Every plane came in the way you did, through the front gate. If you feel that the last kilometre of approach road is a bit wide....it is. It is wide enough for an aircraft to be taxied from the end of the runway at the nearby Changping Airbase 4.5km to the south-west right up to the hanger under the mountain!
Perpetually packed, but especially during any of the Golden Weeks, this vast museum is both fascinating and also horrifying. It's not that it particularly glorifies war and violence (although there are elements of this, largely because of the Communist agenda of struggle) but more because of the huge numbers of lives lost to military action over the hundred or even thousands of years.
The central display halls on each floor and the outside display areas are curiously detached from the rest of the museum's wings which explain in panels and objects (everything labelled and described meticulously in both Chinese and English), forcing you to go up three big floors in the display areas before coming back down to ground level to go up the three floors of the exhibition parts.
The fascinating part of this museum is that it is a proxy for the now closed People's History Museum in Tian'anmen Square, showing the 20th Century history of China. Of course, this history is very slanted towards the propaganda and 'heroic deeds of the workers' angle, which is a bit tedious. OK. A LOT tedious after successive vast galleries.
However, it is in the personal objects and letters (many translated into English in snippets) that make this an excellent museum.
The museum is huge and the exhibitions on the Long March and the Anti-Japanese War are particularly valuable.
For those interested in older periods, there are huge galleries for these eras as well.
Think of this as being one of the best overall history museums in China, as opposed to the 'art museums' that most Chinese museums are.
China National Museum of Fine Arts is one of the 10 principal architectures built in the first ten years after the founding of the People's Republic of China. It was completedin 1962 under the solicitude of the late Premier ZhouEnlai and its signboard was inscribed by the late Chairman Mao Zedong in 1963. It is a state-level art gallery under the Ministry of Culture.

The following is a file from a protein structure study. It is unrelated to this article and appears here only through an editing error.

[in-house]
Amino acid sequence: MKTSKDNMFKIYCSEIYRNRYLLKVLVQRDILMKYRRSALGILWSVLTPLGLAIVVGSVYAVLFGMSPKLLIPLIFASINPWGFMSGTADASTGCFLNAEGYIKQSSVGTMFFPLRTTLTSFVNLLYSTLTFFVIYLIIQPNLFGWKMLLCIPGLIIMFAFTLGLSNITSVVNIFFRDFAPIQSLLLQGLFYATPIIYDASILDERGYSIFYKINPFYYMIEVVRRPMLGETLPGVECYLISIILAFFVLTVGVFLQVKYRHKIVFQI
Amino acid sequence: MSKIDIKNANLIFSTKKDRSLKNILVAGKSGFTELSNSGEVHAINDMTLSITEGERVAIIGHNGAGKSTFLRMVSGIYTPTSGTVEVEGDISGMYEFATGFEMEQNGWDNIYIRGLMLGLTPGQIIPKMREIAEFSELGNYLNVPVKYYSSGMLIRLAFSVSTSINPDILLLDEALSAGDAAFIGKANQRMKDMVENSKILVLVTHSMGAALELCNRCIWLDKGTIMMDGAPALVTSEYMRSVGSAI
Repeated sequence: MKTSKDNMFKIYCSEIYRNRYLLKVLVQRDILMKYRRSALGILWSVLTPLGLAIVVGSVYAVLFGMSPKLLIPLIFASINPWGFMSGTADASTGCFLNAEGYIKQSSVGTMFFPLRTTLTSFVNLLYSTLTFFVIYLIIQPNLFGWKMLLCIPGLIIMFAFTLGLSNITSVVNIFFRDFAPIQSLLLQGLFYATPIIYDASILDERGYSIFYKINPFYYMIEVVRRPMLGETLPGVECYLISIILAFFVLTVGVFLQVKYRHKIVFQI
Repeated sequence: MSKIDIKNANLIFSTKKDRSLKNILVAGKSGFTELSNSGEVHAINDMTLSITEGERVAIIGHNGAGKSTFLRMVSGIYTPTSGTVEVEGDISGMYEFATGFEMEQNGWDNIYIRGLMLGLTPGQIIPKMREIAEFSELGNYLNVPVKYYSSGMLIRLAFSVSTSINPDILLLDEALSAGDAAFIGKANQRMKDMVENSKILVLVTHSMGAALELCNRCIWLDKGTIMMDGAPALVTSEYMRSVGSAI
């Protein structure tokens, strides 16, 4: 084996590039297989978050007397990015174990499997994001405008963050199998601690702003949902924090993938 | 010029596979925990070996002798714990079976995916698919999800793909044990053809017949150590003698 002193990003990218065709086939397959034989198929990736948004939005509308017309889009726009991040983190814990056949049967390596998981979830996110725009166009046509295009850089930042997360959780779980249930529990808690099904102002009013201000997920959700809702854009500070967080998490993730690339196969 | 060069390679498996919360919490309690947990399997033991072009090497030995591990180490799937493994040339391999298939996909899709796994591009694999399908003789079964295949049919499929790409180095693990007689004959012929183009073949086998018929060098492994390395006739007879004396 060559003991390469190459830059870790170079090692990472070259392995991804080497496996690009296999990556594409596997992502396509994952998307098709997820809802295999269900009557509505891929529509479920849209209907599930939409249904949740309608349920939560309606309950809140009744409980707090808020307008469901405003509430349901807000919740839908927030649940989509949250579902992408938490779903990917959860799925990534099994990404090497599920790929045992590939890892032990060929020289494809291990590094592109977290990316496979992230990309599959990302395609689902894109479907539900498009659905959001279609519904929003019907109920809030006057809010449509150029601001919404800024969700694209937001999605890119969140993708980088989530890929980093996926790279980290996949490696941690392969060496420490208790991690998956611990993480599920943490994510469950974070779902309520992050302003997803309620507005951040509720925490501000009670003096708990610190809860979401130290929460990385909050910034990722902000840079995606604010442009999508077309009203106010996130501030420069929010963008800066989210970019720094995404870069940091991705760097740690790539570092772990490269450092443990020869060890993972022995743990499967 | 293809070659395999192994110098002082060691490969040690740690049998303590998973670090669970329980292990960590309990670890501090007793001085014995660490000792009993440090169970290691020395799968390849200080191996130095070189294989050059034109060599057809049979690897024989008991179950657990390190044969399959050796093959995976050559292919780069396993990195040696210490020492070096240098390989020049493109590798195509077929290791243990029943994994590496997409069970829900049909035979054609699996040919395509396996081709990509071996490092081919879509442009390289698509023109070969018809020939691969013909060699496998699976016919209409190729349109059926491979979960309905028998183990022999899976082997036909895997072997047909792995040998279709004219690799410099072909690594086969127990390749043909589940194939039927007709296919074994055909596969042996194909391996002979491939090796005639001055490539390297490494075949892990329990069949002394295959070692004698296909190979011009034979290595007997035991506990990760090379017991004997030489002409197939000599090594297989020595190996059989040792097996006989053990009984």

The principal tasks of the gallery are:
1. To collect and research modern and contemporary art works.
2. To display its collection and sponsor exhibitionsof Chinese and foreign paintings.
3. To establish archives of the history and works ofChina's modern and contemporary fine arts; to edit andpublish the gallery's collection of paintings and to organize academic activities.
Since its establishment, China Art Gallery has held all the national exhibitions of fine arts, photography and calligraphy, such as art exhibitions held during the Chinese Art Festival. It has also held many exhibitions of foreign fine arts in China and exhibited for many times in foreign countries its collection and other art works to help people in other countries know China's achievements in cultural and art fields and to enhance international cultural and art exchange.
China Art Gallery is a treasure house of the rare modern and contemporary Chinese art workS. It has edited and published the ColleCtion of China Art Callefy and collection of masterpieces of famous Chinese painters.
China Art Gallery covers an area of 17,051 square meters. The floor space of its exhibition halls is 6,000 square meters. This magnificent structure with advanced exhibition facilities is a great hall of art well known throughout the country and other Parts of the world.
This museum tells the history of China through its wars. It has a collection of rockets, tanks, planes and other toys for military aficionadoes. There are plenty of other things for the rest of the family, including an exhibit of gifts received by China from the rest of the world.
There are many art galleries throughout Beijing. I personally reccomend just finding a real modern artist at Tienanmen Square to truely see Beijing's artwork. However, there are many galleries as well. I can think of five different ones:
1) China Art Gallery - Zhong1 guo2 Mei3 shu4 guan3 : There are many paintings and photos. This is a great place to see modern chinese art. The enterence fee is Y4 and the gallery is open from 9:00 to 17:00 Tues. - Sun.. Phone: 6401 7076 Address: 1 Wusi Dajie, Beijing.
2) Red Gate Gallery - Hong2 men2 Hua4 lang2 : Some artwork, see their website for more: www.china.redgate-gallery.com . The gallery is open from 10:00 to 17:00, I don't remember the enterence fee. Phone: 6525 1005.
3) Courtyard Gallery : nice art gallery and has a good restaurant. Address: 95 Donghuamen Dajie Phone: 6526 8882.
4) Kebab Cafe Gallery - art gallery and cafe.
5) Wan Fung Art Gallery - This gallery is located near the Forbidden City and across from the imperial palace. It has a really nice setting and some good art as well. You can check out their website at www.wanfung.com.cn . Phone: 6523 3320.
This is the place dedicated to the communists of the world. As you enter the museum there is a statue of Mao and posters of him, as well as Stalin, Lenin, Deng, and many others. The admission fee is Y5 and the museum is open from 8:30 to 17:00 daily.
This Museum in the western part of the city has many Chinese weapons, bombs, missles, tanks, guns, uniforms. On the other floors were historical displays of weapons from China's different periods. It is a very educational museum. Admission is 5RMB. A bargin. Hours are 8:30-5:30pm. You can get there on a bus from Tianiman Square buses 1,4, 57 or the subway and get off at Junshi Bowuguan right in front of the Museum
The big bell temple. It has a massive bell inside the temple. It is simply titanic. There is also an enjoyable collection of bells from around China and the world.